Change to limited voting may face legal hurdles

Published 6:47 pm Friday, August 2, 2019

Changing the way Beaufort County elects its board of commissioners could face legal challenges if a bill in the General Assembly becomes law.

Currently, House Bill 481, which would allow voters in Beaufort County to petition for changes to the way commissioners are elected, is in the Committee on Rules and Operations of the Senate. There it joins a backlog of 530 other bills waiting for committee discussion.

If referred favorable by the committee, it would then go before the full Senate for a vote. If the bill passes the Senate, it would then become state law. As a local bill, it would not require the governor’s signature.

Under the bill, a petition bearing the signatures of 15% of Beaufort County voters would then allow proposed changes to go on the ballot. But that’s where things may be complicated by a federal ruling established in the 1991 case of Moore v. Beaufort County.

Under that ruling, the court sided with Rev. David Moore, who alleged that an at-large system of voting prevented African-American candidates from winning seats on the Beaufort County Board of Commissioners. Any changes to the voting would have to be approved by the U.S. Department of Justice, according to court documents.

“Under the facts of this case, there would have to be a hearing in federal court and a motion filed to set all this out to the federal court that North Carolina has a new law,” Beaufort County Attorney David Francisco said.

N.C. Representative Keith Kidwell, who sponsored H.B. 481, holds that that there is a possibility that a U.S. Supreme Court decision may have removed the requirement to have changes approved by the DOJ. In the 2013 case Shelby County v. Holder, the U.S. Supreme Court ruled 5-4 that the section of the Voting Rights Act used to determine federal preclearance for election changes was unconstitutional and can no longer be used until Congress enacts a new statute.

“If we don’t test it, it will never change,” Kidwell said of limited voting.

The question of who would be responsible for going to court for this purpose was a topic of conversation for county commissioners during the group’s May meeting. Despite differing opinions on limited voting, the group voted unanimously to not take up any legal fight to change the system.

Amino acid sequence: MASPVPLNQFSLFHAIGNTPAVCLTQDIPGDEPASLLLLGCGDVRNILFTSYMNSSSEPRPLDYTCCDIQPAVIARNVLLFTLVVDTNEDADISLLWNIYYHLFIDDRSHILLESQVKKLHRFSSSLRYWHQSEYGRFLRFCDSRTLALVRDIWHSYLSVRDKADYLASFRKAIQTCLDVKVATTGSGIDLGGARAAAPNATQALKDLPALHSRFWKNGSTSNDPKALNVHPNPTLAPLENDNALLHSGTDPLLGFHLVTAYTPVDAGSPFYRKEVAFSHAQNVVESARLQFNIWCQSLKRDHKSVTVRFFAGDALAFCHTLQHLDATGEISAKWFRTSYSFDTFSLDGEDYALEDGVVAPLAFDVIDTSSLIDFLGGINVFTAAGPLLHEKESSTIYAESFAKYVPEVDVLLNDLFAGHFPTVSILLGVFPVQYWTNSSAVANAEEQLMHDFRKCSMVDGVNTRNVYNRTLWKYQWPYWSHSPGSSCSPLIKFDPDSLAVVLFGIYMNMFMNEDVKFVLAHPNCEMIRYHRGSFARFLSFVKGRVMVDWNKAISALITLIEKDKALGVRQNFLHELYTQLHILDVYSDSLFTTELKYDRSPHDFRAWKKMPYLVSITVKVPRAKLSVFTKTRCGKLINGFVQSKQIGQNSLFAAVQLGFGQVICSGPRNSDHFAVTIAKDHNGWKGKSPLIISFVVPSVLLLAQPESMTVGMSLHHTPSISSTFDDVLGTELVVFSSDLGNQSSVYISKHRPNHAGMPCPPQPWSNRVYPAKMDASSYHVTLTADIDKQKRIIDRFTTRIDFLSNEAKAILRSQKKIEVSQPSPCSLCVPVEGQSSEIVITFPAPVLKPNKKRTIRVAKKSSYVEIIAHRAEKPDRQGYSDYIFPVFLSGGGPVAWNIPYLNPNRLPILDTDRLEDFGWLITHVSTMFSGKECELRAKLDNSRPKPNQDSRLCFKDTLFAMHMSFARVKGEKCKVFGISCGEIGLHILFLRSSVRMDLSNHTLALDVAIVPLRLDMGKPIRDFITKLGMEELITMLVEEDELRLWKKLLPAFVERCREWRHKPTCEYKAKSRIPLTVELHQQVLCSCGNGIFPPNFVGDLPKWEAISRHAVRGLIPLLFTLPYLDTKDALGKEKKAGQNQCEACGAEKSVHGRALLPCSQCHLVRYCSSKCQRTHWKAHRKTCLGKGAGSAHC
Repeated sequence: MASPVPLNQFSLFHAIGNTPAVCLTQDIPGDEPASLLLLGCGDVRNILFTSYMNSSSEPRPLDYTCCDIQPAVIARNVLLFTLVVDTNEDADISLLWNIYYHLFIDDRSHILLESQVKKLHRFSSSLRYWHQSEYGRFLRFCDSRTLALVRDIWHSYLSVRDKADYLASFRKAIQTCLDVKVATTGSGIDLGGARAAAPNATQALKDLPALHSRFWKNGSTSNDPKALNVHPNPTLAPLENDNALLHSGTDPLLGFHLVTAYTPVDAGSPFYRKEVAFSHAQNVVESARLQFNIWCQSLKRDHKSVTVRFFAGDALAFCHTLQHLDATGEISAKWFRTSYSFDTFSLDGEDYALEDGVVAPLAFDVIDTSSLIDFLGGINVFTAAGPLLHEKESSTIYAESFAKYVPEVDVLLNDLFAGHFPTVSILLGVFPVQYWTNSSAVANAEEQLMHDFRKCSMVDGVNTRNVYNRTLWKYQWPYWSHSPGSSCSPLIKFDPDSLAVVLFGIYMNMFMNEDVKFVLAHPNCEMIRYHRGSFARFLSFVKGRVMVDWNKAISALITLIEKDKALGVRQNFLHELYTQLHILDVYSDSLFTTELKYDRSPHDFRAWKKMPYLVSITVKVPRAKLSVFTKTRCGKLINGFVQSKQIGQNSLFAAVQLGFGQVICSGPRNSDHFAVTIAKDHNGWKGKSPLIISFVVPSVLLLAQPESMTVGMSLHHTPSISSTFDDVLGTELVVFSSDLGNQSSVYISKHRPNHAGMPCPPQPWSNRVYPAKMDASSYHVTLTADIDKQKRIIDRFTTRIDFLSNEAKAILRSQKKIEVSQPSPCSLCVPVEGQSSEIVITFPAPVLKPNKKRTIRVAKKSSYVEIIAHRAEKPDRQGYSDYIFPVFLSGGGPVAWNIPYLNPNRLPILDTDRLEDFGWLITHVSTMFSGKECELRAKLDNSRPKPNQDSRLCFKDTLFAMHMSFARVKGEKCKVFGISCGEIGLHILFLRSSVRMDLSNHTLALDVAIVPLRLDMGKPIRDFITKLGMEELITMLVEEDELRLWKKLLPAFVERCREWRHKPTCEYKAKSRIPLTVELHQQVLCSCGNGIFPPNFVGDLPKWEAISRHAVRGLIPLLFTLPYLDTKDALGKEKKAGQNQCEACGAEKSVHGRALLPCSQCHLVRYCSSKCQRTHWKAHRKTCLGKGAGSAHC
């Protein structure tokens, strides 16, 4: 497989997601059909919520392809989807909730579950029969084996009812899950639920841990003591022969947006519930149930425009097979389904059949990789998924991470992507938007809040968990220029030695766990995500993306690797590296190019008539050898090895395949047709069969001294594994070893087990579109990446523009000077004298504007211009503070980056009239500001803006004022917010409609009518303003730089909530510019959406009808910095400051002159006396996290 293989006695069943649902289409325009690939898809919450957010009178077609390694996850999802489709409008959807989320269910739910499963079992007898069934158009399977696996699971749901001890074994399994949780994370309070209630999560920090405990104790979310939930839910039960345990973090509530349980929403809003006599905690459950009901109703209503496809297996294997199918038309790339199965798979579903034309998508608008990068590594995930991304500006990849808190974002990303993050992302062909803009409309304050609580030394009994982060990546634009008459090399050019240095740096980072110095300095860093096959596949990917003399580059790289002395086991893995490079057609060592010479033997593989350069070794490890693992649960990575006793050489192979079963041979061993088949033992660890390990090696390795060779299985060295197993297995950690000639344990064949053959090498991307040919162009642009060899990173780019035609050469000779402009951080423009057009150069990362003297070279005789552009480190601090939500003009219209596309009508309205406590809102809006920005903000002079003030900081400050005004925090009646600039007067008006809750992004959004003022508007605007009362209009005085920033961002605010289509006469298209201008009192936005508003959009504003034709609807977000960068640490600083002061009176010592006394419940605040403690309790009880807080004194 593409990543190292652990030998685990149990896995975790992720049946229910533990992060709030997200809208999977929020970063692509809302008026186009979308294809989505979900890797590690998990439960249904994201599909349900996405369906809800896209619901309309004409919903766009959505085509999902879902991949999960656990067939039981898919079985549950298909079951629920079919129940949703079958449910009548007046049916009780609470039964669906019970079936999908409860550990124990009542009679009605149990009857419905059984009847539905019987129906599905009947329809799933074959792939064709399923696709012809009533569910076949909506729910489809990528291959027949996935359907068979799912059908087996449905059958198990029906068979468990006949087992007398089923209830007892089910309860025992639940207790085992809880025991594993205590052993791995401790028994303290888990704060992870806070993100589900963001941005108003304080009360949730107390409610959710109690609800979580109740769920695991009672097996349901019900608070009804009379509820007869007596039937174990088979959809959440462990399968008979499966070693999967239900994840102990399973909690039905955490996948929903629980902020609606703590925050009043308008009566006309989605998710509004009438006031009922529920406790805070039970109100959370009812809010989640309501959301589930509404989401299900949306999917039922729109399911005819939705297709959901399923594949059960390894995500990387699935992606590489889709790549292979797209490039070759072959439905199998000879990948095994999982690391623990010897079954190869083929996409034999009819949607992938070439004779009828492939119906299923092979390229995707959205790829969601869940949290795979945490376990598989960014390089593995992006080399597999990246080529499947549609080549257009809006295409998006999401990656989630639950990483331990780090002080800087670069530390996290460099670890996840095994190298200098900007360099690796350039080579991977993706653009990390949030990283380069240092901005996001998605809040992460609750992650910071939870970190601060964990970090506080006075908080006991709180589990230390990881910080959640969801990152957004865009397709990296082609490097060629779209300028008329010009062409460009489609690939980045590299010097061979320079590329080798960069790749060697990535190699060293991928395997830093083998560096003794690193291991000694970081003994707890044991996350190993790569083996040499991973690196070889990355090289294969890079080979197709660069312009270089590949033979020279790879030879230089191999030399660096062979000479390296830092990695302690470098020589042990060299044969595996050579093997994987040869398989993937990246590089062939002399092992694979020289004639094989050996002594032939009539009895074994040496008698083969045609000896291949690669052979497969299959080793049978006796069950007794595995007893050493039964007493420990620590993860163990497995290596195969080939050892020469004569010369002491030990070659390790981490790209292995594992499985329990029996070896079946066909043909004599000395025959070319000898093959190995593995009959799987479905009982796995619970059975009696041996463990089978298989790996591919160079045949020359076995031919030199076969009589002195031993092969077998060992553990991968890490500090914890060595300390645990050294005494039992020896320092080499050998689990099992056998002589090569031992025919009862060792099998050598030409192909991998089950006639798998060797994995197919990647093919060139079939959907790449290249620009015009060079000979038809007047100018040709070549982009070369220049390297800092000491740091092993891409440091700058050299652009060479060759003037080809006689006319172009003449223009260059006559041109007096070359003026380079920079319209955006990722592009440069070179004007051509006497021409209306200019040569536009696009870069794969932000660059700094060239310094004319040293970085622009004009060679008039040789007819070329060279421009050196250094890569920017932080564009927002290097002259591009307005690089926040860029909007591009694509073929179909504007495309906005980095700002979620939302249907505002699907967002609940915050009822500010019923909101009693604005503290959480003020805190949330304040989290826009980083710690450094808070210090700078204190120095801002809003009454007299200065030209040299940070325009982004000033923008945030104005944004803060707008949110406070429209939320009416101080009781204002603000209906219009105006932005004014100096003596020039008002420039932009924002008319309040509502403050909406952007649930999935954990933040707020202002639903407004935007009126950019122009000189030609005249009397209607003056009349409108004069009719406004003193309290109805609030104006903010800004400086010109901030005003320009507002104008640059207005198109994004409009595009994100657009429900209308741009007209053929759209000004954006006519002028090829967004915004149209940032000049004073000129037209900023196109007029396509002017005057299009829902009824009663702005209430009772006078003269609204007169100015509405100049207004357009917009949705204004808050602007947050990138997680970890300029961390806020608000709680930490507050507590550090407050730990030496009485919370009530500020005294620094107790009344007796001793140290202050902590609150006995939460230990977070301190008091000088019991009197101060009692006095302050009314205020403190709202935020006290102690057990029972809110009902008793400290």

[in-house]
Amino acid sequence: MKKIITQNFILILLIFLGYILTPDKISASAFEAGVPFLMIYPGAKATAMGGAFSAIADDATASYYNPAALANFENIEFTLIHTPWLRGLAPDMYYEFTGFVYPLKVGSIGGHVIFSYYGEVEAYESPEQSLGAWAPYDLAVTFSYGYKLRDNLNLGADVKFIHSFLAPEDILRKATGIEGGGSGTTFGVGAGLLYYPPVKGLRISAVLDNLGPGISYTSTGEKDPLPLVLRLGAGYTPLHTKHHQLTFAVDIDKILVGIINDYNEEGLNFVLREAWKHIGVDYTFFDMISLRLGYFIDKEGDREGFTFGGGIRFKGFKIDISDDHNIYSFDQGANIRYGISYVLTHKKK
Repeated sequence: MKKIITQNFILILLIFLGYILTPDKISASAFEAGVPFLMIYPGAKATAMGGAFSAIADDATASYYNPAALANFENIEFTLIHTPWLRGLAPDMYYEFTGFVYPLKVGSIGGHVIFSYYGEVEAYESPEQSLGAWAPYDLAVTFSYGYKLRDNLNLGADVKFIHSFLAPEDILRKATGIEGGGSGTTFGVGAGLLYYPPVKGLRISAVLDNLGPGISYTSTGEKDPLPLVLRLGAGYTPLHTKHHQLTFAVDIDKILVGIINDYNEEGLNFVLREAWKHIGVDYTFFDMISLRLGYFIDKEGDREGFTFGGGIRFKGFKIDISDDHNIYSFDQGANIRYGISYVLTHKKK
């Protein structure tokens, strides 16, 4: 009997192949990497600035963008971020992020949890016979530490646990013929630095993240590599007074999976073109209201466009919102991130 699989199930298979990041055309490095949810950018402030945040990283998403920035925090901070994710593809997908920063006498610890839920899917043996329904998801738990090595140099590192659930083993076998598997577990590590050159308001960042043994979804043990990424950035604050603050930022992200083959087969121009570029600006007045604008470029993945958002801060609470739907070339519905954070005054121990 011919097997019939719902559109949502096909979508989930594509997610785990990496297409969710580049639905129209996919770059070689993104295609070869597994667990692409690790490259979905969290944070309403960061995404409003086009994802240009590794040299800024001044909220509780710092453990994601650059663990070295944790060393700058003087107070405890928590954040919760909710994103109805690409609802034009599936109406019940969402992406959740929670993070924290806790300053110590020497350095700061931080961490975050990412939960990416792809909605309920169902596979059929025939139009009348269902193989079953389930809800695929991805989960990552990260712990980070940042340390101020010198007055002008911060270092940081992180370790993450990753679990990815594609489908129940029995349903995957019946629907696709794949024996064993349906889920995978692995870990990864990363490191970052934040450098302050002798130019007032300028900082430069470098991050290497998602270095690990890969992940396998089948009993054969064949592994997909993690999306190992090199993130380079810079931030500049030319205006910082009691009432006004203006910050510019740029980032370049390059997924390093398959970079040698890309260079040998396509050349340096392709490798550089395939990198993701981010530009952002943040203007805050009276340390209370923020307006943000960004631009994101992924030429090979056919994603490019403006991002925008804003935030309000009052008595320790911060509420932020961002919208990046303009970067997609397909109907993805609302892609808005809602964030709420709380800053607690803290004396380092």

“Our board has made the comment that whatever happens, they haven’t taken a position on it one way or the other, but they have said that they are not going to spend any county dollars on any kind of lawsuit related to it,” said Beaufort County Manager Brian Alligood. “They don’t want to be drawn into any of that. … The county would simply say ‘We are abiding by a federal judgment.’”

In 2015, a committee of the board of commissioners, made up of Frankie Waters, Ron Buzzeo and Gary Brinn, looked into the possibility of having a local bill drafted that would have changed the voting method. According to Waters, state representatives said they would only file a bill if there was unanimous support from the board of commissioners. Now, the topic has come up again.

“There’s two versions of this,” Waters said. “One version is that if the state passes it, you’re home free. The second version is that the federal case is going to trump the state bill, so you’re going to end up with a suit. We really don’t want to go to court and spend the county’s money.”

Ultimately, there are a lot of ‘ifs, ands or buts’ in making any significant changes to the way commissioners are elected. The first, and possibly biggest ‘if’ is getting H.B. 481 passed in the N.C. Senate. If that does happen, chances are those seeking to make changes may have to spend some time in court.

“I think that it’s going to be fraught with some litigation,” Francisco said. “… As far as changing our voting situation in Beaufort County, it’s, at a minimum, a gray area.”